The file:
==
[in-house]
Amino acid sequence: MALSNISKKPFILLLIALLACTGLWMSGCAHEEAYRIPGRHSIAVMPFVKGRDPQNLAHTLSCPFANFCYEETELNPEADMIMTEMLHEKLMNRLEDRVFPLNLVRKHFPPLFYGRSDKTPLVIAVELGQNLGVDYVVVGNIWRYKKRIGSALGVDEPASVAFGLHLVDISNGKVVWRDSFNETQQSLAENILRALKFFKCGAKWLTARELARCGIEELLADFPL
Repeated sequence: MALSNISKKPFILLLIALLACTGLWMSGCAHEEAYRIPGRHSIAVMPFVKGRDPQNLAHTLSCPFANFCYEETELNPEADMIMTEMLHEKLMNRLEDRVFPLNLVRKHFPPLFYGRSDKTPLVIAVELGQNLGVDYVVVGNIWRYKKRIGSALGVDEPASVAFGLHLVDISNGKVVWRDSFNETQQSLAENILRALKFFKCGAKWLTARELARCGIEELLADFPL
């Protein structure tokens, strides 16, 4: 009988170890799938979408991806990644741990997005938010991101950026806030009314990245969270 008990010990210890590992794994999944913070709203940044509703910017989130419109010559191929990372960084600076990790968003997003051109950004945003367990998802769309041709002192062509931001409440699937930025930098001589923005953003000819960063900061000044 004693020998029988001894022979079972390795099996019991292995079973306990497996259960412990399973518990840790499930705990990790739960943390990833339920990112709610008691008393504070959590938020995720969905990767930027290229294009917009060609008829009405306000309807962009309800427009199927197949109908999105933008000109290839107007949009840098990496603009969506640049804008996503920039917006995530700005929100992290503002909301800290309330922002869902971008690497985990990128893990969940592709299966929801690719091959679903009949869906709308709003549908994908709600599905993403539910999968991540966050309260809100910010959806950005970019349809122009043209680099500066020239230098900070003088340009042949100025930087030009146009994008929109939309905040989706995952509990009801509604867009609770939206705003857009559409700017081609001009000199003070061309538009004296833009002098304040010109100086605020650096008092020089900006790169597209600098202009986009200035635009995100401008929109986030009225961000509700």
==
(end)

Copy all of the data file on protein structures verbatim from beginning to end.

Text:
[in-house]
Amino acid sequence: MALSNISKKPFILLLIALLACTGLWMSGCAHEEAYRIPGRHSIAVMPFVKGRDPQNLAHTLSCPFANFCYEETELNPEADMIMTEMLHEKLMNRLEDRVFPLNLVRKHFPPLFYGRSDKTPLVIAVELGQNLGVDYVVVGNIWRYKKRIGSALGVDEPASVAFGLHLVDISNGKVVWRDSFNETQQSLAENILRALKFFKCGAKWLTARELARCGIEELLADFPL
Repeated sequence: MALSNISKKPFILLLIALLACTGLWMSGCAHEEAYRIPGRHSIAVMPFVKGRDPQNLAHTLSCPFANFCYEETELNPEADMIMTEMLHEKLMNRLEDRVFPLNLVRKHFPPLFYGRSDKTPLVIAVELGQNLGVDYVVVGNIWRYKKRIGSALGVDEPASVAFGLHLVDISNGKVVWRDSFNETQQSLAENILRALKFFKCGAKWLTARELARCGIEELLADFPL
């Protein structure tokens, strides 16, 4: 009988170890799938979408991806990644741990997005938010991101950026806030009314990245969270 008990010990210890590992794994999944913070709203940044509703910017989130419109010559191929990372960084600076990790968003997003051109950004945003367990998802769309041709002192062509931001409440699937930025930098001589923005953003000819960063900061000044 004693020998029988001894022979079972390795099996019991292995079973306990497996259960412990399973518990840790499930705990990790739960943390990833339920990112709610008691008393504070959590938020995720969905990767930027290229294009917009060609008829009405306000309807962009309800427009199927197949109908999105933008000109290839107007949009840098990496603009969506640049804008996503920039917006995530700005929100992290503002909301800290309330922002869902971008690497985990990128893990969940592709299966929801690719091959679903009949869906709308709003549908994908709600599905993403539910999968991540966050309260809100910010959806950005970019349809122009043209680099500066020239230098900070003088340009042949100025930087030009146009994008929109939309905040989706995952509990009801509604867009609770939206705003857009559409700017081609001009000199003070061309538009004296833009002098304040010109100086605020650096008092020089900006790169597209600098202009986009200035635009995100401008929109986030009225961000509700």